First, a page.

Confessions of an Introvert Highly Skilled at Masquerading as an Extrovert
“Introverts are capable of acting like extroverts for the sake of work they consider important, people they love, or anything they value highly.”
Do you have to attend events, either socially or professionally? Do you ever feel hesitant? Nervous?
Do you struggle to “make yourself” attend? Wish you liked these gatherings?
Well as a true introvert (no kidding, I wish we could just attend these things virtually in our pajamas, with our video cameras turned off) I’ve learned a few things.
People are always surprised when I claim myself as an introvert. Boy, do I have them fooled!
Not anymore. At the risk of blowing my cover, I’m sharing my best secrets with you!
Create Safety; Inside and Out
It’s a little known secret that I’ve found to serve me well; everyone, no matter what it seems, is scared. That person who just walked in, doesn’t know who to talk to. The person across the table wishes they had a friend so they didn’t feel so uncomfortable. That person standing alone acutely feels the pain of not having been included in a group.
When we are afraid, we don’t feel safe. When we are afraid we can fall into 1 of three behaviors; fight, flight or freeze. In situations where people gather, we often choose “freeze” or “flight”.
What this creates is an opportunity for a person who knows how to reference their own inner security. When you can remind yourself that you are safe, then you can extend the light of safety to others. And when you do so, what you’ll feel is the relief the other person feels, if you look for it.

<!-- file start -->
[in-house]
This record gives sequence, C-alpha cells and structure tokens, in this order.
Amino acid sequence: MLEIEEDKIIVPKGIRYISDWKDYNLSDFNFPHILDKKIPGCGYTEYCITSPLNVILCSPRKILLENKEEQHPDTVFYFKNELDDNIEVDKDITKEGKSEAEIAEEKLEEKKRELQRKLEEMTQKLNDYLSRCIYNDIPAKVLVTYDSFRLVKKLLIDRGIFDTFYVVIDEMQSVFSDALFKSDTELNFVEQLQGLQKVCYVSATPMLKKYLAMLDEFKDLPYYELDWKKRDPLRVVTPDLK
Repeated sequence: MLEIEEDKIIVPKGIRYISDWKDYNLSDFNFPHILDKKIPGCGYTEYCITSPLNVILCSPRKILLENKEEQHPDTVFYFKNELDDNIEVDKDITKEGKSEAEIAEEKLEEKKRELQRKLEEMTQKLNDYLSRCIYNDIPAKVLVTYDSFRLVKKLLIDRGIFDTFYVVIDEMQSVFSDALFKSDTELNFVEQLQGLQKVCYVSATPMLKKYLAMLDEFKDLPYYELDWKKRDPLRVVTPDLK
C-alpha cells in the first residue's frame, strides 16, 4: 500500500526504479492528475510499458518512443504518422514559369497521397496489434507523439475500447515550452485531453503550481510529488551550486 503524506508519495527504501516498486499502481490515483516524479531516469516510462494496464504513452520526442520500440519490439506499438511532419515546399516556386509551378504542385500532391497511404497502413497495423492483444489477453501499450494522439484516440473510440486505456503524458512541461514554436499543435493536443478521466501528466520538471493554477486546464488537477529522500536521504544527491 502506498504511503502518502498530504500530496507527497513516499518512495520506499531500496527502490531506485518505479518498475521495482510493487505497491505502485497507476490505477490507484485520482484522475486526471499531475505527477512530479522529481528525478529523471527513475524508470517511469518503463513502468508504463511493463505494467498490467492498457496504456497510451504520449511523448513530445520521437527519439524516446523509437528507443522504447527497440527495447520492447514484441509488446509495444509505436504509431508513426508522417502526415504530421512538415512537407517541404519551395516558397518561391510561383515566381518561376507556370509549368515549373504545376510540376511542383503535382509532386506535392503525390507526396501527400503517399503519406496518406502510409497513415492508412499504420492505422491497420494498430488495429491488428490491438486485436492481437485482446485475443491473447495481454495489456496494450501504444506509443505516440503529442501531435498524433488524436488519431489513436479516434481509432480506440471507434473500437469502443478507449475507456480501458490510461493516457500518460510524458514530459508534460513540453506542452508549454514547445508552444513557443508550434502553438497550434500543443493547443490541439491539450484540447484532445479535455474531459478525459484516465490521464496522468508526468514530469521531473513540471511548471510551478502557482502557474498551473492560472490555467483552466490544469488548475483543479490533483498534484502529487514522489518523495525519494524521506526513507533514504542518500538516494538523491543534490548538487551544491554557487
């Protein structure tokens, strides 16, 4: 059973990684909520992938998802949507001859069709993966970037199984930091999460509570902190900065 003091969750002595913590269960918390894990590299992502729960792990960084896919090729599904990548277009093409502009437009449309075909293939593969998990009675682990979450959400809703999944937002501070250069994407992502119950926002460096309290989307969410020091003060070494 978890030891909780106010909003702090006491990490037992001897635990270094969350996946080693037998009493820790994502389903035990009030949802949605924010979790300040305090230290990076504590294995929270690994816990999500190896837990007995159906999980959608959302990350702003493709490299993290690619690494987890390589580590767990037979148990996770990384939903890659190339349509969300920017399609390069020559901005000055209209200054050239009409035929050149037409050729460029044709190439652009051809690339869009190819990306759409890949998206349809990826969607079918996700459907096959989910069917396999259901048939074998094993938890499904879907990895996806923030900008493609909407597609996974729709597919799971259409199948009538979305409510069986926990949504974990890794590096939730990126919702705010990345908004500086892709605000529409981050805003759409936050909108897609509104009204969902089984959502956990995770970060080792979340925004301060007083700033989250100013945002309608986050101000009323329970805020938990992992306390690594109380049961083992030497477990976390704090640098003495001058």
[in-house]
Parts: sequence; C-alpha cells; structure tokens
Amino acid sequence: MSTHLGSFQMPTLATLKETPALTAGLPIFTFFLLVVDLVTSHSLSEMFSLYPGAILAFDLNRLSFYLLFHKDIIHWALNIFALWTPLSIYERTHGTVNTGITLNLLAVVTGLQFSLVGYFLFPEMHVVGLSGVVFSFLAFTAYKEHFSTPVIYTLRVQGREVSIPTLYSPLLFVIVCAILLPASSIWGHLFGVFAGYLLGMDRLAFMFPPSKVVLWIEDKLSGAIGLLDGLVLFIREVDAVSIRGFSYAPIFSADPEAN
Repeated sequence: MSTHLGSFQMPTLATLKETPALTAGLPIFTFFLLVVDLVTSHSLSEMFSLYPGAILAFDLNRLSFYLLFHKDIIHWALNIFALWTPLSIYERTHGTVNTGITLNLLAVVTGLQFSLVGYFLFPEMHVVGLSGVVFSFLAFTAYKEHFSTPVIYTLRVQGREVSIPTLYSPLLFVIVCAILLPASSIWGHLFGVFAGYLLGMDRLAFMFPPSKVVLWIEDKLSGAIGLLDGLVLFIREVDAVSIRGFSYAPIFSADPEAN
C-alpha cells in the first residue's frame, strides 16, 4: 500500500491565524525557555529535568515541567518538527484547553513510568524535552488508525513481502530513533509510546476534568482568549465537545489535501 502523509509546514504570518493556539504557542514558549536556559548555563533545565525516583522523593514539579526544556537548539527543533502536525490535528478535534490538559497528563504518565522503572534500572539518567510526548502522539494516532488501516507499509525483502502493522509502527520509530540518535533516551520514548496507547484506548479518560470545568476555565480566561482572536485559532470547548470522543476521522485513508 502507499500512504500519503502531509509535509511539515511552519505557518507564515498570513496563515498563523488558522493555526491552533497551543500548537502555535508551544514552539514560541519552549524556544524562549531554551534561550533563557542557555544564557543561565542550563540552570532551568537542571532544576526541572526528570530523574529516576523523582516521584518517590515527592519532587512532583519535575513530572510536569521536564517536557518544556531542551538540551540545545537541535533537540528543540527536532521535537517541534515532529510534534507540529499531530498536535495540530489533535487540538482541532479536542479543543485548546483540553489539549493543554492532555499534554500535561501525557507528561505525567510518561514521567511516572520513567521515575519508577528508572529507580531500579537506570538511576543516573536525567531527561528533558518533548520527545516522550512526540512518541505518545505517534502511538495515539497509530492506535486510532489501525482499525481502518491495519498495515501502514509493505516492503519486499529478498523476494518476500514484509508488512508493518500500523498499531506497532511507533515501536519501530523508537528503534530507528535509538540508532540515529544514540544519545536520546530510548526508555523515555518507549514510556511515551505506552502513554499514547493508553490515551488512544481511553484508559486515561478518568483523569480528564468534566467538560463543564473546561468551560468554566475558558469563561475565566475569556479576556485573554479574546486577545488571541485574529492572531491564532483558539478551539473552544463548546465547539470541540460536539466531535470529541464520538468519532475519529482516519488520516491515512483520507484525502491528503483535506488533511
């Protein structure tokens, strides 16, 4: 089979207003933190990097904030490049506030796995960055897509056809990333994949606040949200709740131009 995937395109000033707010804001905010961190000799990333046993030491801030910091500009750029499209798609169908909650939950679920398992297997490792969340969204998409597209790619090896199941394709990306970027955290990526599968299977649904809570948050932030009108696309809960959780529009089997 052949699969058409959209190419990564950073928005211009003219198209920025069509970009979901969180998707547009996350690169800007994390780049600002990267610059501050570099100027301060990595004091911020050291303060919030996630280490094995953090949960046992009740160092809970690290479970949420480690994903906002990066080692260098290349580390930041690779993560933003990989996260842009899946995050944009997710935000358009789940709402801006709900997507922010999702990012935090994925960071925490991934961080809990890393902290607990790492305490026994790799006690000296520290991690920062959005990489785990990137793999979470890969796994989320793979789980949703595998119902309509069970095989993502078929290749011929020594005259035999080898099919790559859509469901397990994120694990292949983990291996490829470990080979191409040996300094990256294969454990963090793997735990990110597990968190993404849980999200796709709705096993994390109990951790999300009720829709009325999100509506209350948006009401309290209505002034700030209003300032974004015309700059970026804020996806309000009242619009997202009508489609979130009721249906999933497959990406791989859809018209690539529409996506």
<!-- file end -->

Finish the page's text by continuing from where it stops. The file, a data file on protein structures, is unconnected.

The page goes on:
I’m going to share with you, one of my most coveted secrets. When I’m feeling a bit uncomfortable about attending an event I simply remind myself of these three things:
- People appreciate someone who is strong and safe enough to be themselves.
- People care about those who care about them. So all I have to do is care.
- People are hungry to be heard. All I have to do is ask a few questions from genuine curiosity and people will start talking. All I have to do is listen.
Take the Lead
When people are nervous, aka frightened, they are hesitant to make the first move. Their fear is a signal to others who probably will then feel uncomfortable back and try to hang back or avoid.
When I connect to my inner safety and security, a type of confidence arises. This allows me to deliberately make the first move to extend a hand, turn toward someone alone, or catch someone’s eye. I can offer a greeting or opening first.
I guarantee that this makes you memorable in other’s memories. They will recall that person who offered them the opportunity to “join in”. They will see you as a leader, as someone who stands apart.
If you want to heighten this even more, play the host or hostess and introduce those you meet to others, even if you don’t yet know them. That’s one of my favorite tricks. It’s a super easy (and fun, once you get used to it) way to get a social momentum going;
- meet someone